Health on Female First

Health on Female First

Out of the UK women who are eligible for cervical screening, 3.7 million are putting themselves at risk of life-threatening cervical cancer through failing to attend cervical screening when invited and Jo's Cervical Cancer Trust is launching their 2016#SmearForSmear campaign to encourage more women to attend their smear tests.

The charity's award winning campaign #SmearForSmear first launched in 2015 reaching over 500 million people and gaining huge support from the public and celebrities including Rita Ora, Cara Delevingne and Georgia May Jagger.

Since the campaign ran, the latest screening data has shown increased attendance among 25-29 year olds in England however 1 in 3 in this age group still do not attend their test. Following the success of other viral campaigns including Movember, the charity hopes the campaign's success will escalate providing an annual reminder for women to both think about their own health, and to ask their friends when they last had their smear test.

Smear tests can detect abnormal cells on the cervix before they turn in to cancer, yet last year in the UK a huge 1 in 4 did not attend and this figure is declining year on year. Previous research by the charity found 26.2% of 25-29 year olds were worried their smear test would be painful, 26.6% worried it would be embarrassing, 29.5% think cervical screening is not important to have regularly and 48% don't openly discuss cervical screening with their friends.

The charity is re-launching the campaign at the start of Cervical Cancer Prevention Week (24th -30th January) to encourage women of all ages to go for their smear test when invited and to combat current statistics that show the number of women attending their smear test declines as age increases.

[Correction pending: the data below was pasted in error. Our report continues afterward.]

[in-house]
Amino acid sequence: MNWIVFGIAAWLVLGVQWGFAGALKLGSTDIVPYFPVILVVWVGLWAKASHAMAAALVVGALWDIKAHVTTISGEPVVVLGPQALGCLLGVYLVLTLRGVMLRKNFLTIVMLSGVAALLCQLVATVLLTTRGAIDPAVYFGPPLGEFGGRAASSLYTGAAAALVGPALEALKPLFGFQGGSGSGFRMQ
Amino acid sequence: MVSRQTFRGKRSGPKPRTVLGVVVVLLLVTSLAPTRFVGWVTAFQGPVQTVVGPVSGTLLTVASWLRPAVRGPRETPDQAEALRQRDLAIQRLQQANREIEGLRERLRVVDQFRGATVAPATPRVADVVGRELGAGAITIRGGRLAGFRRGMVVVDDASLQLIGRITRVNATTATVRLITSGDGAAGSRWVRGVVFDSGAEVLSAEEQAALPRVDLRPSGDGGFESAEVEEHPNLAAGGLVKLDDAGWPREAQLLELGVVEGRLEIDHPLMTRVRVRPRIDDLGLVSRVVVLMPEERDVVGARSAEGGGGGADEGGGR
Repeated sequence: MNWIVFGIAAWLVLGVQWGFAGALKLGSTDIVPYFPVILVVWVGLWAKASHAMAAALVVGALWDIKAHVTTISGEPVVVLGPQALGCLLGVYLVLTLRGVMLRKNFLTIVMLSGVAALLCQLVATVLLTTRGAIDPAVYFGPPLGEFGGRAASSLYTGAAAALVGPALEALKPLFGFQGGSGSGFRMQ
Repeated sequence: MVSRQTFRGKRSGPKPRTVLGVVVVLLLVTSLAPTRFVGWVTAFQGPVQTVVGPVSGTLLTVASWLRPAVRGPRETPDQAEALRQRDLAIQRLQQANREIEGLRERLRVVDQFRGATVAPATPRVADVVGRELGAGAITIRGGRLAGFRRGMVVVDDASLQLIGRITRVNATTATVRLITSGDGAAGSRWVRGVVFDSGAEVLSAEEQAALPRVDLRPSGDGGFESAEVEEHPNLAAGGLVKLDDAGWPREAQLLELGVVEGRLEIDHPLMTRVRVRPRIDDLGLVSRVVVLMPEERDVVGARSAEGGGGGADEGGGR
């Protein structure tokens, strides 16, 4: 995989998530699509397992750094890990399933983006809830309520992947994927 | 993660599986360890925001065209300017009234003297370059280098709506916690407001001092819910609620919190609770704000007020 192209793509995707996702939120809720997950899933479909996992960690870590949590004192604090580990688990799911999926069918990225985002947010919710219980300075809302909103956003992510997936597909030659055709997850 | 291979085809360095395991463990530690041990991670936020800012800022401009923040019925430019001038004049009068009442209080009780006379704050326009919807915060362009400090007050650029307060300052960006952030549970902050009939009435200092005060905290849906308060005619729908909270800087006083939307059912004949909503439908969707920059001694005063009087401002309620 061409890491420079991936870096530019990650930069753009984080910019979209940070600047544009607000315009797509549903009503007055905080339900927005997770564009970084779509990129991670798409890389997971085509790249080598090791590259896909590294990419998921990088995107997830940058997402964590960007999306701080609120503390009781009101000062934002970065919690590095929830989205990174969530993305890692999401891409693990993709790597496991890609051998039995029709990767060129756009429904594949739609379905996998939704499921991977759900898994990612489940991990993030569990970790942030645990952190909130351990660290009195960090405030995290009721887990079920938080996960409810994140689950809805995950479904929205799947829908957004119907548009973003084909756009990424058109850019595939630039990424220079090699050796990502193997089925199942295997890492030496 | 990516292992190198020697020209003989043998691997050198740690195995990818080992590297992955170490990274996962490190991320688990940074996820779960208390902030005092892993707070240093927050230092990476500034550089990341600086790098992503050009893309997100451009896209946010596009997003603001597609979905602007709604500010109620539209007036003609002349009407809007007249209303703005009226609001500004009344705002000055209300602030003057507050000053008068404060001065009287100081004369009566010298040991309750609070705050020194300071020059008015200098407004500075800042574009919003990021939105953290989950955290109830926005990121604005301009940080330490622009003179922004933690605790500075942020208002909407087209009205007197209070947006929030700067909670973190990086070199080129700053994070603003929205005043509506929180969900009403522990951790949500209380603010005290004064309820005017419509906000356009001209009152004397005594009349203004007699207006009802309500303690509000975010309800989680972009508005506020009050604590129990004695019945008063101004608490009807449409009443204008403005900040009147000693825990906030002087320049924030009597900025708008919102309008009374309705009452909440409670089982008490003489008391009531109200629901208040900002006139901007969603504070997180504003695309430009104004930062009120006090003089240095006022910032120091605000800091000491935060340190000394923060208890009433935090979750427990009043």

Last year in England 81.6% of 50-54 year old women attended their smear tests last year and this fell to 74.8% of 55-59 year olds and 73.2% of 60-64 year olds.

Diagnoses of cervical cancer have risen and are currently the highest since 1999 in England(apart from in 2009 when Jade Goody's battle with the disease resulted in significantly increased screening uptake). Research supported by the charity has shown a huge 27% reduction in deaths could be achieved in just 5 years if screening coverage could reach 85%, it is currently at 73.5% in England).

Robert Music, Chief Executive, Jo's Cervical Cancer Trust, said "Cervical cancer is a preventable disease and we cannot afford for incidences to keep rising. So it is a matter of urgency that we see positive actions to turn around the downward trend in cervical screening uptake and we are urging policy makers and health professionals to increase investment in targeted approaches to tackle barriers to screening for women of every age, ethnicity, location and circumstance."

"The 2015 campaign resonated with women at the start of the screening programme and in its first year also drove more women than ever to use our support services and online information. However, cervical cancer affects women of all ages and we are as determined and focused on reversing the declining screening attendance that exists among women at the end of the screening programme. We believe the campaign's success is its simplicity. By encouraging women to attend cervical screening it has the potential to save countless lives and ultimately contribute to eradicating this largely preventative and hugely devastating disease."

How To Join The Campaign

1. Put on your lipstick

2. Smear your lipstick and take your #SmearForSmear selfie

3. Share your selfie on facebook, twitter and instagram using #SmearForSmear and nominate a friend. Example tweet: My #SmearForSmear for @JoTrust. Attend your smear, reduce your risk of cervical cancer I nominate @xx [attach selfie]

4. For more information please visit

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